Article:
The conversion law of Italian Law Decree no. 91 of June 24, 2014 (so called “Competitiveness Decree”) did not confirm the amendments to Art. 120 of the Italian Consolidated Banking Law (“CBA”) on interest compounding ("anatocismo") in banking transactions, giving raise to discussions among academics and operators on the legitimacy of such practice.
In order to better understand the matter under discussion, it is necessary to briefly recap the recent legislative measures concerning the interest compounding.
According to art. 120 CBA - as amended in August 1999 by Legislative Decree no. 342/1999 (art. 25, para. 1 and 2) - the Italian Interministerial Committee for Credit and Savings (Comitato Interministeriale per il Credito e il Risparmio - “CICR”) was instructed to define procedures and criteria for interest compounding in banking transactions. The CICR implemented said instructions by enacting the Resolution of 9 February 2000 (the “CICR Resolution”), whereby interest compounding is permitted if the following circumstances occur:
- with reference to financing transactions providing for reimbursement in instalments:
interest may accrue on the whole amount (including principal and interest) of overdue instalments, provided that this is expressly provided for under the relevant facility agreement (art. 3 of CICR Resolution).
Furthermore, according to the CICR Resolution, interest can accrue over overdue interest only from the date of the legal action started by the creditor or by virtue of an express agreement that has been executed after the date on which the relevant interest became due, provided that said interest were due for at least 6 months (as also stated by art. 1283 of the Italian Civil Code).
- with reference to current account transactions:
interest compounding is admitted only if the bank account agreement provides for equal compounding for debtor and creditor interest.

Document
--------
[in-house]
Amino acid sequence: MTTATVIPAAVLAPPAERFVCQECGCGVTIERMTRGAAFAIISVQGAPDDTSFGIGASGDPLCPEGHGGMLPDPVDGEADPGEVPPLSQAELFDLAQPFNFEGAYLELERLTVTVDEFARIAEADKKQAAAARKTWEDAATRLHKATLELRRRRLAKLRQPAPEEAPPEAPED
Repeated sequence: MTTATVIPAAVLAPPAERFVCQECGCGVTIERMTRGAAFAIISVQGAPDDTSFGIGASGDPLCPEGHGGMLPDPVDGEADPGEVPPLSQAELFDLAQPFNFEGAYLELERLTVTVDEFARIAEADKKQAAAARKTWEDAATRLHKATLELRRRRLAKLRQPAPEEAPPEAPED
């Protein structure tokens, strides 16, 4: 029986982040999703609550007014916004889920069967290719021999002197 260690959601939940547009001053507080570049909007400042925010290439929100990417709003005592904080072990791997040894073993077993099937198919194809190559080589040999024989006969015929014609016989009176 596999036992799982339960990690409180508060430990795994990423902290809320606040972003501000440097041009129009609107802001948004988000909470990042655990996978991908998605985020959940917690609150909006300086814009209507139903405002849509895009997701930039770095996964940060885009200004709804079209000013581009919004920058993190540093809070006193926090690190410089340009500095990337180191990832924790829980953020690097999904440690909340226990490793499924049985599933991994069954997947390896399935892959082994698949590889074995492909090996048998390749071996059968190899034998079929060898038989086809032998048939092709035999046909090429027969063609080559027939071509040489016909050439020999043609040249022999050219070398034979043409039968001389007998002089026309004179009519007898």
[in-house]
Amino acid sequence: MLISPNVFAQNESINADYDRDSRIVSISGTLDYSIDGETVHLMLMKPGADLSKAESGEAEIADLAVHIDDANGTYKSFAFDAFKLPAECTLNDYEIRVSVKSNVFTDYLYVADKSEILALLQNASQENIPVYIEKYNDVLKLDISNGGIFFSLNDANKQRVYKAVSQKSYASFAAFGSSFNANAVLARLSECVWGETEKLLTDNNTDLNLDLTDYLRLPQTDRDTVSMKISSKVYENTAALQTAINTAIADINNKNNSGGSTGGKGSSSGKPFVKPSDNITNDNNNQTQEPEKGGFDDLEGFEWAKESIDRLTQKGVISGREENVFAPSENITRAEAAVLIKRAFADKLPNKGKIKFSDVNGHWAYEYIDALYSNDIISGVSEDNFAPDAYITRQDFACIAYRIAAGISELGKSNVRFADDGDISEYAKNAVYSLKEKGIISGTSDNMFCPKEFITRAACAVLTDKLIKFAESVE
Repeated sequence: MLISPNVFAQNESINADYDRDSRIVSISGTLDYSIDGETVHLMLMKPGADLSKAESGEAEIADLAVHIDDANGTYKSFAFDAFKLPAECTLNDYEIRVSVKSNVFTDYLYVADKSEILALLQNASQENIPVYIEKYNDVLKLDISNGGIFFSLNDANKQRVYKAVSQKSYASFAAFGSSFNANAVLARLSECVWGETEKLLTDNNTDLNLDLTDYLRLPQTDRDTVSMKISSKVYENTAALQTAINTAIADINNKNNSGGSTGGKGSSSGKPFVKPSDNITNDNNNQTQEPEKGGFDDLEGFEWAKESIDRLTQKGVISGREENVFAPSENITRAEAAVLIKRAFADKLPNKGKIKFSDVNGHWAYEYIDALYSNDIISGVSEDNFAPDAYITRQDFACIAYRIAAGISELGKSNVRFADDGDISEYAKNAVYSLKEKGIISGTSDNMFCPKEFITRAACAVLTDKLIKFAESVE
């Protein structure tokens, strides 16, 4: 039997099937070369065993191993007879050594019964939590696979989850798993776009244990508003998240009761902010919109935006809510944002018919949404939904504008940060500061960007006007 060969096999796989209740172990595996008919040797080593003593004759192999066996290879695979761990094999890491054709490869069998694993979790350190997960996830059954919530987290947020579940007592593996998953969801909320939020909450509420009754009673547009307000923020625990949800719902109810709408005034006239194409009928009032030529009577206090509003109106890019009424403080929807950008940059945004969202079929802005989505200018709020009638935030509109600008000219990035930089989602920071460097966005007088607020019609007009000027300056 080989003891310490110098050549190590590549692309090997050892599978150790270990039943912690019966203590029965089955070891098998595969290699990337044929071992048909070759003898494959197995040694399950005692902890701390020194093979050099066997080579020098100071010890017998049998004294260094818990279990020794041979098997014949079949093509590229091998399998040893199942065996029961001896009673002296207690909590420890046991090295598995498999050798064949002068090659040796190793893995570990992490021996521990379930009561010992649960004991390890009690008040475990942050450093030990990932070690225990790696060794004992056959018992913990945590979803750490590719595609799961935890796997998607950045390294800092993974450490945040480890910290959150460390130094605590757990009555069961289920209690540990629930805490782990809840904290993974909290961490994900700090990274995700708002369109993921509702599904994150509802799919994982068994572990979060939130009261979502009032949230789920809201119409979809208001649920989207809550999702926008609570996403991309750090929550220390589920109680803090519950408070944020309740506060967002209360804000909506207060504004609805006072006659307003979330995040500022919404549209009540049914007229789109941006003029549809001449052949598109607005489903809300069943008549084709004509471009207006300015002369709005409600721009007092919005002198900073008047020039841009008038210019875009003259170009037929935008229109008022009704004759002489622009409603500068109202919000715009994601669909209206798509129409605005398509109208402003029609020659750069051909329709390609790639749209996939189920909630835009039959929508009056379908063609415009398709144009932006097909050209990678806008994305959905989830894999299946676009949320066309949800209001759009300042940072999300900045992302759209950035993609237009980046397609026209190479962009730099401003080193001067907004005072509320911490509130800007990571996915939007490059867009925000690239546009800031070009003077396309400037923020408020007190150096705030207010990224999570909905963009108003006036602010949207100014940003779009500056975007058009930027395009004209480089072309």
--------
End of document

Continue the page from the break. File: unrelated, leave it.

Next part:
In addition, any clause regulating interest compounding must be expressly approved in writing by the borrower.
Law no. 147 of 27 December 2013 (the so called "2014 Stability Law") amended para. 2 of art. 120 of CBA, by providing that CICR is delegated to determine the procedures and criteria applicable to interest accrual in banking transactions, which shall in any case provide that "interest periodically compounded cannot generate further interests which shall accrue only on the principal". Therefore, the purpose of the Italian legislator was evidently to prohibit interest compounding in banking transactions.
In a few months' time, specifically in June 2014, the Italian legislator further amended the second paragraph of art. 120 CBA through the above mentioned Competitiveness Decree, immediately applicable after its publication in the Official Gazette.
By means of such intervention, the Italian legislator has basically re-admitted interest compounding, by entrusting CICR with the task to determine procedures and criteria for the compounding of interest over interest already accrued on an annual basis. However, as anticipated above, such amendment has not been confirmed by the conversion law of the Competitiveness Decree and therefore is no longer in force.
Hence, interest compounding in banking transactions is once again regulated by art. 120 of CBA, as amended by the 2014 Stability Law, that to date has not yet been implemented by CICR.
As a consequence, on a formal point of view the CICR Resolution is currently still in place, which - as already mentioned - allows interest compounding, although within the specific limits set forth therein.
In the present scenario, where primary and secondary laws are not technically aligned, it is disputed whether, until the “new” CICR resolution implementing art. 120 CBA (as amended by the 2014 Stability Law) is issued, interest compounding in banking transactions has to be considered as a lawful practice pursuant to the CICR Resolution currently in force, or if on the contrary it has to be considered as no longer permitted pursuant to the current wording of art. 120 CBA.
In this respect, it must be noted that the Court of Appeal of Genova (Ordinance 11 March 2014) seems to have adhered to the last mentioned theory, having stated that “currently the banking interest compounding results to have been completely eliminated by Law 27/12/2013 no. 147, which has further amended art. 120 of CBA to allow only the accounting and no longer the compounding of interest”, regardless of the enactment of the secondary measures by CICR.
Unless there will be future interventions by the Italian legislator, it is necessary to wait for the issuance of the "new" CICR resolution in order to have primary and secondary laws again aligned, also in relation to the applicability to banking transactions of art. 1283 of the Italian Civil Code, which is in contrast to art. 120 CBA, prevailing as a lex specialis.